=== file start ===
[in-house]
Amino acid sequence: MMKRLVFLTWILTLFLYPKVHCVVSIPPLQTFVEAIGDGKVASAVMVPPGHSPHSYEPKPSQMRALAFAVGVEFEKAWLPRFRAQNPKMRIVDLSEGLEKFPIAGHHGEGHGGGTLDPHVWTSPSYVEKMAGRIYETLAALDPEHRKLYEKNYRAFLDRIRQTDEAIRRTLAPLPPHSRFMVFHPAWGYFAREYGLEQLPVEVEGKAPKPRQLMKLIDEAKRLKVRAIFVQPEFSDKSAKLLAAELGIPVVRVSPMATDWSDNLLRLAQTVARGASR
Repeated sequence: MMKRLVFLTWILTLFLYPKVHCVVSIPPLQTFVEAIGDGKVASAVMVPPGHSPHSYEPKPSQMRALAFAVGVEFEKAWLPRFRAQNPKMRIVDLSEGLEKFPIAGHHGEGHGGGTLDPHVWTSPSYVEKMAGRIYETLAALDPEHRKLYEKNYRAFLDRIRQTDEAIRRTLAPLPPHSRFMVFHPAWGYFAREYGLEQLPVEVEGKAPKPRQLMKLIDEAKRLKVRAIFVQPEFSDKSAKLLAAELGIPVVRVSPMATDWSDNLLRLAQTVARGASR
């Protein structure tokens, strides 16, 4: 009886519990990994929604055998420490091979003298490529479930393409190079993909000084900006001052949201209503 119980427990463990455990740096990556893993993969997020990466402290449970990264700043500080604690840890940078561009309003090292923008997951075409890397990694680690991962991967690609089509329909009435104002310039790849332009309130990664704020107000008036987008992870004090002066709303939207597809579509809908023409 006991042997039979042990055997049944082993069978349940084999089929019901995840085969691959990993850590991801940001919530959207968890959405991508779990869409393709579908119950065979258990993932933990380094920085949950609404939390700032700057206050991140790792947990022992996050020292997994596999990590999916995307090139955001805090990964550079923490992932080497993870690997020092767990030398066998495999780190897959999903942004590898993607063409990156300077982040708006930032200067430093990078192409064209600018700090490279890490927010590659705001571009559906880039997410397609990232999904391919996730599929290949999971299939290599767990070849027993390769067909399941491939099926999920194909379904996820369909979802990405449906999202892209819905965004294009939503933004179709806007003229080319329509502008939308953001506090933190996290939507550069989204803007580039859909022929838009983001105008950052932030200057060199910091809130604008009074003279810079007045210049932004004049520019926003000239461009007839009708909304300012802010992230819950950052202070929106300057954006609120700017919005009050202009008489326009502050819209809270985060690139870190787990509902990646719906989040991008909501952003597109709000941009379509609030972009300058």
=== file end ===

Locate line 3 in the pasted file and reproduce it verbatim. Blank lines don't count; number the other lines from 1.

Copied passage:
Repeated sequence: MMKRLVFLTWILTLFLYPKVHCVVSIPPLQTFVEAIGDGKVASAVMVPPGHSPHSYEPKPSQMRALAFAVGVEFEKAWLPRFRAQNPKMRIVDLSEGLEKFPIAGHHGEGHGGGTLDPHVWTSPSYVEKMAGRIYETLAALDPEHRKLYEKNYRAFLDRIRQTDEAIRRTLAPLPPHSRFMVFHPAWGYFAREYGLEQLPVEVEGKAPKPRQLMKLIDEAKRLKVRAIFVQPEFSDKSAKLLAAELGIPVVRVSPMATDWSDNLLRLAQTVARGASR